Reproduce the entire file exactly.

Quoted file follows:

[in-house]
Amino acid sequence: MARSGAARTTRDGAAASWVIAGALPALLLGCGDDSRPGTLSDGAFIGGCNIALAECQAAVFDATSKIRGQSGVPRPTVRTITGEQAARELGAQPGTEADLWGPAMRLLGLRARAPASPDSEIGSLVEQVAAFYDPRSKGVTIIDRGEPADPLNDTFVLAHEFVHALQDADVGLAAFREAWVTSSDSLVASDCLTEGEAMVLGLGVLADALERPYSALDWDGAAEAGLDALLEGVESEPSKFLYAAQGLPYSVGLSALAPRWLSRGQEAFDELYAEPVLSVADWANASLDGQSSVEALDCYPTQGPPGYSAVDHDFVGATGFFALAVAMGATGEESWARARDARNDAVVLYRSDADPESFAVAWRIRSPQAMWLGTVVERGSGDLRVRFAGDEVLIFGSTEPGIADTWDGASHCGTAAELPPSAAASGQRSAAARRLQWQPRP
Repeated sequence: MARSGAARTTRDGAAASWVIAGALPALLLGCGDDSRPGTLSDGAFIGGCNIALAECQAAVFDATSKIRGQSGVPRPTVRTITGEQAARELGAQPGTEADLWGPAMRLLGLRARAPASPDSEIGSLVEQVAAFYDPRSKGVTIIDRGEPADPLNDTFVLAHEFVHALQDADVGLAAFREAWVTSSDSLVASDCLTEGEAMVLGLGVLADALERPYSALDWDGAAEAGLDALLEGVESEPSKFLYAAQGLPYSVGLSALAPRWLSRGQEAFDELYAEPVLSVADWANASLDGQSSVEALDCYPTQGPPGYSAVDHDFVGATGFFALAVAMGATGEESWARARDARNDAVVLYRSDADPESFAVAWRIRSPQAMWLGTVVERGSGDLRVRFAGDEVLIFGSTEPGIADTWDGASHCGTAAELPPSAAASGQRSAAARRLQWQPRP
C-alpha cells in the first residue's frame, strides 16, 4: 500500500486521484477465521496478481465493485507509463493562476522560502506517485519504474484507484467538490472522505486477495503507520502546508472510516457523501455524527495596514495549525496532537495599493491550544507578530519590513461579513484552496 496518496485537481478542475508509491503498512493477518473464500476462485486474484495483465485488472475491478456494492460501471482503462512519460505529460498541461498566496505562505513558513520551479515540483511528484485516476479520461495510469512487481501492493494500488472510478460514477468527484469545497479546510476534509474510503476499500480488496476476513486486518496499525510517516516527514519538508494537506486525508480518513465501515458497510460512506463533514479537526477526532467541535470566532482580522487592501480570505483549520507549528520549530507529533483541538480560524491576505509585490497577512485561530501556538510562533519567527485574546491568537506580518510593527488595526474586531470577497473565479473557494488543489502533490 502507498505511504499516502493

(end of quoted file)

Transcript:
[in-house]
Amino acid sequence: MARSGAARTTRDGAAASWVIAGALPALLLGCGDDSRPGTLSDGAFIGGCNIALAECQAAVFDATSKIRGQSGVPRPTVRTITGEQAARELGAQPGTEADLWGPAMRLLGLRARAPASPDSEIGSLVEQVAAFYDPRSKGVTIIDRGEPADPLNDTFVLAHEFVHALQDADVGLAAFREAWVTSSDSLVASDCLTEGEAMVLGLGVLADALERPYSALDWDGAAEAGLDALLEGVESEPSKFLYAAQGLPYSVGLSALAPRWLSRGQEAFDELYAEPVLSVADWANASLDGQSSVEALDCYPTQGPPGYSAVDHDFVGATGFFALAVAMGATGEESWARARDARNDAVVLYRSDADPESFAVAWRIRSPQAMWLGTVVERGSGDLRVRFAGDEVLIFGSTEPGIADTWDGASHCGTAAELPPSAAASGQRSAAARRLQWQPRP
Repeated sequence: MARSGAARTTRDGAAASWVIAGALPALLLGCGDDSRPGTLSDGAFIGGCNIALAECQAAVFDATSKIRGQSGVPRPTVRTITGEQAARELGAQPGTEADLWGPAMRLLGLRARAPASPDSEIGSLVEQVAAFYDPRSKGVTIIDRGEPADPLNDTFVLAHEFVHALQDADVGLAAFREAWVTSSDSLVASDCLTEGEAMVLGLGVLADALERPYSALDWDGAAEAGLDALLEGVESEPSKFLYAAQGLPYSVGLSALAPRWLSRGQEAFDELYAEPVLSVADWANASLDGQSSVEALDCYPTQGPPGYSAVDHDFVGATGFFALAVAMGATGEESWARARDARNDAVVLYRSDADPESFAVAWRIRSPQAMWLGTVVERGSGDLRVRFAGDEVLIFGSTEPGIADTWDGASHCGTAAELPPSAAASGQRSAAARRLQWQPRP
C-alpha cells in the first residue's frame, strides 16, 4: 500500500486521484477465521496478481465493485507509463493562476522560502506517485519504474484507484467538490472522505486477495503507520502546508472510516457523501455524527495596514495549525496532537495599493491550544507578530519590513461579513484552496 496518496485537481478542475508509491503498512493477518473464500476462485486474484495483465485488472475491478456494492460501471482503462512519460505529460498541461498566496505562505513558513520551479515540483511528484485516476479520461495510469512487481501492493494500488472510478460514477468527484469545497479546510476534509474510503476499500480488496476476513486486518496499525510517516516527514519538508494537506486525508480518513465501515458497510460512506463533514479537526477526532467541535470566532482580522487592501480570505483549520507549528520549530507529533483541538480560524491576505509585490497577512485561530501556538510562533519567527485574546491568537506580518510593527488595526474586531470577497473565479473557494488543489502533490 502507498505511504499516502493